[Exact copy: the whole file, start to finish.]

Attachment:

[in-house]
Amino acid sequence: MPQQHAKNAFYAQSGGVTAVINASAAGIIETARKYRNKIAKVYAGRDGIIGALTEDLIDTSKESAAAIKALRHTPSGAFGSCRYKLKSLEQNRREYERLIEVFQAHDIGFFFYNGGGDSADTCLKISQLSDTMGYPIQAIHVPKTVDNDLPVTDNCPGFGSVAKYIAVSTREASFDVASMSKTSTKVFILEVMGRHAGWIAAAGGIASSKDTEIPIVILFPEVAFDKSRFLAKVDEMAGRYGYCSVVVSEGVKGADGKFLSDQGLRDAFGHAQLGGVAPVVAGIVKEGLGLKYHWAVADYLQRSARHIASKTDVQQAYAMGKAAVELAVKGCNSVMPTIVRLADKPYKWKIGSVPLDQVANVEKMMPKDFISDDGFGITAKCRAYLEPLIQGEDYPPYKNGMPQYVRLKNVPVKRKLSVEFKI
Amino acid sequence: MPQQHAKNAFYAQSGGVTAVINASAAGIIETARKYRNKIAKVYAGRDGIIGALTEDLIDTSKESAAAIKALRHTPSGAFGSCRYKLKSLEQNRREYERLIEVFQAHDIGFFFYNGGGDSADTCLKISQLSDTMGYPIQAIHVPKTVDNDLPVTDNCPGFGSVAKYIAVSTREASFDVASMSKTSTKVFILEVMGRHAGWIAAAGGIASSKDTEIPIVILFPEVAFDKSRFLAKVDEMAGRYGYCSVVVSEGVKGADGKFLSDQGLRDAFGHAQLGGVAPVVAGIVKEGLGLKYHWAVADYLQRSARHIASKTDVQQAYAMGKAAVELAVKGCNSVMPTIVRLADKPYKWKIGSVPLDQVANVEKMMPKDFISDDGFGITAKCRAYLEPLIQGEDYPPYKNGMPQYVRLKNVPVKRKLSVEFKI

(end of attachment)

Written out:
[in-house]
Amino acid sequence: MPQQHAKNAFYAQSGGVTAVINASAAGIIETARKYRNKIAKVYAGRDGIIGALTEDLIDTSKESAAAIKALRHTPSGAFGSCRYKLKSLEQNRREYERLIEVFQAHDIGFFFYNGGGDSADTCLKISQLSDTMGYPIQAIHVPKTVDNDLPVTDNCPGFGSVAKYIAVSTREASFDVASMSKTSTKVFILEVMGRHAGWIAAAGGIASSKDTEIPIVILFPEVAFDKSRFLAKVDEMAGRYGYCSVVVSEGVKGADGKFLSDQGLRDAFGHAQLGGVAPVVAGIVKEGLGLKYHWAVADYLQRSARHIASKTDVQQAYAMGKAAVELAVKGCNSVMPTIVRLADKPYKWKIGSVPLDQVANVEKMMPKDFISDDGFGITAKCRAYLEPLIQGEDYPPYKNGMPQYVRLKNVPVKRKLSVEFKI
Amino acid sequence: MPQQHAKNAFYAQSGGVTAVINASAAGIIETARKYRNKIAKVYAGRDGIIGALTEDLIDTSKESAAAIKALRHTPSGAFGSCRYKLKSLEQNRREYERLIEVFQAHDIGFFFYNGGGDSADTCLKISQLSDTMGYPIQAIHVPKTVDNDLPVTDNCPGFGSVAKYIAVSTREASFDVASMSKTSTKVFILEVMGRHAGWIAAAGGIASSKDTEIPIVILFPEVAFDKSRFLAKVDEMAGRYGYCSVVVSEGVKGADGKFLSDQGLRDAFGHAQLGGVAPVVAGIVKEGLGLKYHWAVADYLQRSARHIASKTDVQQAYAMGKAAVELAVKGCNSVMPTIVRLADKPYKWKIGSVPLDQVANVEKMMPKDFISDDGFGITAKCRAYLEPLIQGEDYPPYKNGMPQYVRLKNVPVKRKLSVEFKI